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Under-ice observations of water column temperature, salinity and spring phytoplankton dynamics: Eastern Bering Sea shelf

P. J. Stabeno,1 J. D. Schumacher,1 R. F. Davis2 and J. M. Napp3

1NOAA, Pacific Marine Environmental Laboratory, 7600 Sand Point Way NE, Seattle, Washington  98115
2Department of Oceanography, Dalhousie University, Nova Scotia, Canada
3NOAA, Alaska Fisheries Science Center, 7600 Sand Point Way NE, Seattle  98115

Journal of Marine Research, 56, 239–255, 1998.
This paper is not subject to U.S. copyright. Published in 1998 by the Journal of Marine Research


The inundation of two moored platforms by sea ice in late winter and early spring of 1995 provided unique time series of water column temperature, salinity, estimated chlorophyll-a, and phytoplankton fluorescence under advancing and retreating sea ice. One platform was located at 72 m in the weakly advective middle shelf regime. Here, chlorophyll-a concentrations began increasing shortly after the arrival of the ice (March) during the period of weak stratification and continued to increase while wind actively mixed the water column to > 60 m. Changes in water column structure and properties resulted from an event of strong advection rather than vertical fluxes. During winter, such advective events can replenish the nutrients required to support the rich blooms that occur over the middle shelf during spring. The advancing ice was associated with the coldest waters and a deep (>50 m) mixed layer. The ice melt enhanced the two-layer system previously established by advection. A second mooring was located at the 120 m isobath on the more advective outer shelf. The ice reached this site on April 6, and chlorophyll-a concentrations increased as the sea ice melted. At the third mooring, located on the shelf farther south beyond the range of ice, the spring bloom began on ~May 9.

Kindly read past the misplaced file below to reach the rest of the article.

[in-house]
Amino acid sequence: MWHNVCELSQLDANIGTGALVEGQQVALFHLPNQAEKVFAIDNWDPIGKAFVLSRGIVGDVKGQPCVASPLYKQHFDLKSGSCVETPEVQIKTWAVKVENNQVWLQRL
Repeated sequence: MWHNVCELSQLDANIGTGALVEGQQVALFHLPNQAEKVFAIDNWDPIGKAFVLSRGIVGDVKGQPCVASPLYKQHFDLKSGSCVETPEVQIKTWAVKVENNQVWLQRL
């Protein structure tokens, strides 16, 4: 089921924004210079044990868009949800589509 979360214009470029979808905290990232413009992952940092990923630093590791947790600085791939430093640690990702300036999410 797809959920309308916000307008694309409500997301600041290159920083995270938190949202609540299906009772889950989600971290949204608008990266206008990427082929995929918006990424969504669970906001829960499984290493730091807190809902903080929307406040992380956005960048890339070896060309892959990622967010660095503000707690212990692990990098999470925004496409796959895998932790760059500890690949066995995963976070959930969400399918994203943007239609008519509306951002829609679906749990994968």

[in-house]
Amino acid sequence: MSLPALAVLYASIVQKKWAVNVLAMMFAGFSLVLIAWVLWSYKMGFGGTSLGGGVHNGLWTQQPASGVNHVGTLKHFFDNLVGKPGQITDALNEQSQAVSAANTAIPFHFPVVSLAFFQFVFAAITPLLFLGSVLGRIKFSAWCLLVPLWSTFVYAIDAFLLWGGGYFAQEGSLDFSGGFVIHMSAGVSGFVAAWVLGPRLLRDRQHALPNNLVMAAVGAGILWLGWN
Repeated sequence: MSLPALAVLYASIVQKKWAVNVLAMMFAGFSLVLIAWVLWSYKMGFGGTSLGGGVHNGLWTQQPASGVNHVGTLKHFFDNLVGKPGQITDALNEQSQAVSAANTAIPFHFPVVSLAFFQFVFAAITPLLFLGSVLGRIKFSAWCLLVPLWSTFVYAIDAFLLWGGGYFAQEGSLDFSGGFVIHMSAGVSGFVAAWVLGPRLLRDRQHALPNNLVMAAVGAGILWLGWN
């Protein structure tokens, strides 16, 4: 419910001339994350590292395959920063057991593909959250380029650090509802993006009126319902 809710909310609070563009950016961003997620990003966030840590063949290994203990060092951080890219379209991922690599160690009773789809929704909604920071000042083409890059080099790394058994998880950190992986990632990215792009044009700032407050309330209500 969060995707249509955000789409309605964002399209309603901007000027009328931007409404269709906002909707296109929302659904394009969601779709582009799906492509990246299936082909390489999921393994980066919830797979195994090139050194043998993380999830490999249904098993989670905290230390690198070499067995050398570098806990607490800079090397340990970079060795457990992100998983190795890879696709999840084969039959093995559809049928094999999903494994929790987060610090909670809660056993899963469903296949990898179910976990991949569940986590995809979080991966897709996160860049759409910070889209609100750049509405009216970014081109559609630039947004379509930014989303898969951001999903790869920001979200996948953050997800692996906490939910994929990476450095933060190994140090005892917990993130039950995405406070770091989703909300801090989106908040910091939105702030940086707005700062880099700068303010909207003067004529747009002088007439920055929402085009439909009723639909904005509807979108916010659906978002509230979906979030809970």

1. Introduction
2. Background
3. Methods
a. Shipboard measurements
b. Surface moorings
c. Acoustic Doppler Current Profiler
d. Winds
4. Results
a. Ice
b. Shipboard Measurements
c. Middle Shelf: Mooring 2
d. Outer Shelf: Mooring 3
e. Mixed Layer Depth
5. Conclusions and Acknowledgments

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